Friday, November 13, 2009

More on Walton Ford



I wrote about Walton Ford early in Homer's start.I'm a huge fan of Mr.Ford and can't wait to see his new pieces now on exhibition at the Paul Kasmin Gallery through December 23rd.

Previous post included below.




Talent will out. I've recently been exposed to the great artist Walton Ford by Habitually Chic. I'm just surprised that I was unaware of his work, as it of a subject and genre that I have always loved. He will be exhibiting his work at the Paul Kasmin Gallery in New York from May 8 to July 3, 2008. I highly recommend seeing this work if you have the chance. While I might question the political undertones of these pieces, I cannot get over the sheer talent before my eyes and that always wins out.

From Artist 21, " Walton Ford was born in 1960 in Larchmont, New York. Ford graduated from the Rhode Island School of Design with the intention of becoming a filmmaker, but later adapted his talents as a storyteller to his unique style of large-scale watercolor. Blending depictions of natural history with political commentary, Ford’s meticulous paintings satirize the history of colonialism and the continuing impact of slavery and other forms of political oppression on today’s social and environmental landscape. Each painting is as much a tutorial in flora and fauna as it is as a scathing indictment of the wrongs committed by nineteenth-century industrialists or, locating the work in the present, contemporary American consumer society. An enthusiast of the watercolors of John James Audubon, Ford celebrates the myth surrounding the renowned naturalist-painter while simultaneously repositioning him as an infamous anti-hero who, in reality, killed more animals than he ever painted. Each of Ford’s animal portraits doubles as a complex, symbolic system, which the artist layers with clues, jokes, and erudite lessons in colonial literature and folktales. Walton Ford is the recipient of several national awards and honors including a fellowship from the John Simon Guggenheim Memorial Foundation and the National Endowment for the Arts. Ford’s work has been featured at Bowdoin College Museum of Art, the Southeastern Center for Contemporary Art, the Whitney Museum of American Art at Champion, and the Forum for Contemporary Art in St. Louis. After living in New York City for more than a decade, Walton Ford relocated his studio to Great Barrington, Massachusetts. Ford and his family reside in upstate New York."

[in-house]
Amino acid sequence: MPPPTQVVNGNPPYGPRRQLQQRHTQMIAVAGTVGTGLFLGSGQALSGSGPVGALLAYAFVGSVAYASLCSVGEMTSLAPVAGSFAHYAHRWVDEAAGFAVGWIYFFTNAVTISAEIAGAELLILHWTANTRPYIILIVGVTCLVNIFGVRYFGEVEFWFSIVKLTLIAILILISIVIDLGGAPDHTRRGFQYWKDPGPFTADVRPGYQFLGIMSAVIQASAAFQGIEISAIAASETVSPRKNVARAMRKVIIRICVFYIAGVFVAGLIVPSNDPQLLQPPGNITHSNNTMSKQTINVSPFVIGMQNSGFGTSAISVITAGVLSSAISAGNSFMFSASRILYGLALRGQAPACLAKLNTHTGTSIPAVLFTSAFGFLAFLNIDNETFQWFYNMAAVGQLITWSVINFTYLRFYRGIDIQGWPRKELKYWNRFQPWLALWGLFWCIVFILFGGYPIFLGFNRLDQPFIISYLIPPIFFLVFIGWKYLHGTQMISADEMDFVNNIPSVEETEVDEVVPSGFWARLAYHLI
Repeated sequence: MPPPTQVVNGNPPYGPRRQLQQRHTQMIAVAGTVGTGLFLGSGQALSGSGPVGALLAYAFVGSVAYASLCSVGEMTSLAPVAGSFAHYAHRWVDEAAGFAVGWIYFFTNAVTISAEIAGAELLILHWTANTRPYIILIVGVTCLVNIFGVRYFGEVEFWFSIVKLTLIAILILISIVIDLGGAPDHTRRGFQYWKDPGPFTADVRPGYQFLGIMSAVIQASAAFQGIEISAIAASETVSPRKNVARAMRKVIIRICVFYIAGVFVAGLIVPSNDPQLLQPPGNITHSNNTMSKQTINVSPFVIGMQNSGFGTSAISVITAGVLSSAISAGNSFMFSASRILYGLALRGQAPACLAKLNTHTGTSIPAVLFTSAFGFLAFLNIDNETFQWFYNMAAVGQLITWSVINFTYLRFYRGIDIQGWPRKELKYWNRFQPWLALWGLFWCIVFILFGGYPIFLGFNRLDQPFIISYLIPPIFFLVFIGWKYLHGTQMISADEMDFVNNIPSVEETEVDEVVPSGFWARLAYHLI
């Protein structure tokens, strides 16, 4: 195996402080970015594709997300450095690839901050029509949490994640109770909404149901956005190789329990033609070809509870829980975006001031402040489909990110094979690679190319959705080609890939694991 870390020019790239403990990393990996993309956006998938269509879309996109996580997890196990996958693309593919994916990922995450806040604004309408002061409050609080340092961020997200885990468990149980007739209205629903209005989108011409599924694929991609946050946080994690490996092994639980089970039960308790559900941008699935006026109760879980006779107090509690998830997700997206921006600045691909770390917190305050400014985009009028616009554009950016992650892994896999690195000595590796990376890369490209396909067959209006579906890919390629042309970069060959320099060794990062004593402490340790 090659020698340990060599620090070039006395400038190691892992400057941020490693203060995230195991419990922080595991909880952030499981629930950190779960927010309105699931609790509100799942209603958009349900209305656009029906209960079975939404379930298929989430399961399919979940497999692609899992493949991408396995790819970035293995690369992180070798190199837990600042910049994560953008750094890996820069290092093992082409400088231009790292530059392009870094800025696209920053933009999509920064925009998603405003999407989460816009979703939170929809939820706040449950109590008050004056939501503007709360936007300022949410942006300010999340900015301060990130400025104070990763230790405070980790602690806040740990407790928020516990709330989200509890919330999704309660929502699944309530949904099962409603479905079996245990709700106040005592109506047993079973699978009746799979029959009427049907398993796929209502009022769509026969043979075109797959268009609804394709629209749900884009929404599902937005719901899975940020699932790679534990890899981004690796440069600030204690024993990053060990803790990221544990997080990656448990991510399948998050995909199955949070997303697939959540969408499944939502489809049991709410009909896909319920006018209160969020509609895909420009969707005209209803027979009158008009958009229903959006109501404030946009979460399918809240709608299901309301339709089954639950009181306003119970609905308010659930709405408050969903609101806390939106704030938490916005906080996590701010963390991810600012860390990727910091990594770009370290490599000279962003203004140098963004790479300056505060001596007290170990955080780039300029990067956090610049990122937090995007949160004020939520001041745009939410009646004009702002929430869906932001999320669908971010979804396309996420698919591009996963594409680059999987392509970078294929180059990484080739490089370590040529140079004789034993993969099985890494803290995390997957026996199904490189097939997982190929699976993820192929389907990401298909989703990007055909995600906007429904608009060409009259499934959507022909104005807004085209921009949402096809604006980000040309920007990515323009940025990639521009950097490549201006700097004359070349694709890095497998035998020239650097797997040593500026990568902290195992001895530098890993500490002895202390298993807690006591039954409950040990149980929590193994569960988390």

From an earlier post, compare his work. It's an obvious evolution of a style I much admire.

I recently stumbled upon the University of Glasgow's Special Collections website and proceeded to spend a few hours gazing at the most beautiful old prints. Here you will find a selection of groundbreaking and wonderfully illustrated natural history books, from the fifteenth to nineteenth centuries. All I could think of was covering my walls with some of these fantastic illustrations. I've selected just few to give you an idea of what a great resource this collection is for ideas and an appreciation of truly great art.Though I must say that I've always loved Turtles.














3 comments:

tintin said...

Homer- An amazing blog you have. Thanks for checking mine. I still have yet to get through all of your posts but look forward to it.

Anonymous said...

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